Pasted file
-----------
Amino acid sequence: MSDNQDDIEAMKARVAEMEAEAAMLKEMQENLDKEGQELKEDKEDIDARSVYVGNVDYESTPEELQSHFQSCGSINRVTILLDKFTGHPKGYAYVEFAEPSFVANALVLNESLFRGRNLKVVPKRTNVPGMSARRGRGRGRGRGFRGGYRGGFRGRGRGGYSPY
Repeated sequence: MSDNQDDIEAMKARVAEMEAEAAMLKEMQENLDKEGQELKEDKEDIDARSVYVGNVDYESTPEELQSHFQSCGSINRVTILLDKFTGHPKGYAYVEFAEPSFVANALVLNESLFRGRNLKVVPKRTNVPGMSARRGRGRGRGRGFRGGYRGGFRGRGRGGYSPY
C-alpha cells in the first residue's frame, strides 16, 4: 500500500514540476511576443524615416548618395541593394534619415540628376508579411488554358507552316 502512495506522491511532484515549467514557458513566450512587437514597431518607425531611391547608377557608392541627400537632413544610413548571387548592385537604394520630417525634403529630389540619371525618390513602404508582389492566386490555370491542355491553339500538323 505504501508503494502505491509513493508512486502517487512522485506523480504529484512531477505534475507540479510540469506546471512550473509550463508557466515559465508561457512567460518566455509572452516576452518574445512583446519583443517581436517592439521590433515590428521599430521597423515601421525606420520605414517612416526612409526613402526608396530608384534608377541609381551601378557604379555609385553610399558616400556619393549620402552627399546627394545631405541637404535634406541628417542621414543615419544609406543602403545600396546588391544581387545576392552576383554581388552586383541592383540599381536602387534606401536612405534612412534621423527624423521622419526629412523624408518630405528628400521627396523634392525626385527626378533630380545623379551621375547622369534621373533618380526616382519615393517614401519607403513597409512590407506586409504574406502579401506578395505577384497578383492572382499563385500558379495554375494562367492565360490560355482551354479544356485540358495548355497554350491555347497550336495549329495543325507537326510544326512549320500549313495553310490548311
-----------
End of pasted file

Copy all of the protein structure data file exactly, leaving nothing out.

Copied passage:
Amino acid sequence: MSDNQDDIEAMKARVAEMEAEAAMLKEMQENLDKEGQELKEDKEDIDARSVYVGNVDYESTPEELQSHFQSCGSINRVTILLDKFTGHPKGYAYVEFAEPSFVANALVLNESLFRGRNLKVVPKRTNVPGMSARRGRGRGRGRGFRGGYRGGFRGRGRGGYSPY
Repeated sequence: MSDNQDDIEAMKARVAEMEAEAAMLKEMQENLDKEGQELKEDKEDIDARSVYVGNVDYESTPEELQSHFQSCGSINRVTILLDKFTGHPKGYAYVEFAEPSFVANALVLNESLFRGRNLKVVPKRTNVPGMSARRGRGRGRGRGFRGGYRGGFRGRGRGGYSPY
C-alpha cells in the first residue's frame, strides 16, 4: 500500500514540476511576443524615416548618395541593394534619415540628376508579411488554358507552316 502512495506522491511532484515549467514557458513566450512587437514597431518607425531611391547608377557608392541627400537632413544610413548571387548592385537604394520630417525634403529630389540619371525618390513602404508582389492566386490555370491542355491553339500538323 505504501508503494502505491509513493508512486502517487512522485506523480504529484512531477505534475507540479510540469506546471512550473509550463508557466515559465508561457512567460518566455509572452516576452518574445512583446519583443517581436517592439521590433515590428521599430521597423515601421525606420520605414517612416526612409526613402526608396530608384534608377541609381551601378557604379555609385553610399558616400556619393549620402552627399546627394545631405541637404535634406541628417542621414543615419544609406543602403545600396546588391544581387545576392552576383554581388552586383541592383540599381536602387534606401536612405534612412534621423527624423521622419526629412523624408518630405528628400521627396523634392525626385527626378533630380545623379551621375547622369534621373533618380526616382519615393517614401519607403513597409512590407506586409504574406502579401506578395505577384497578383492572382499563385500558379495554375494562367492565360490560355482551354479544356485540358495548355497554350491555347497550336495549329495543325507537326510544326512549320500549313495553310490548311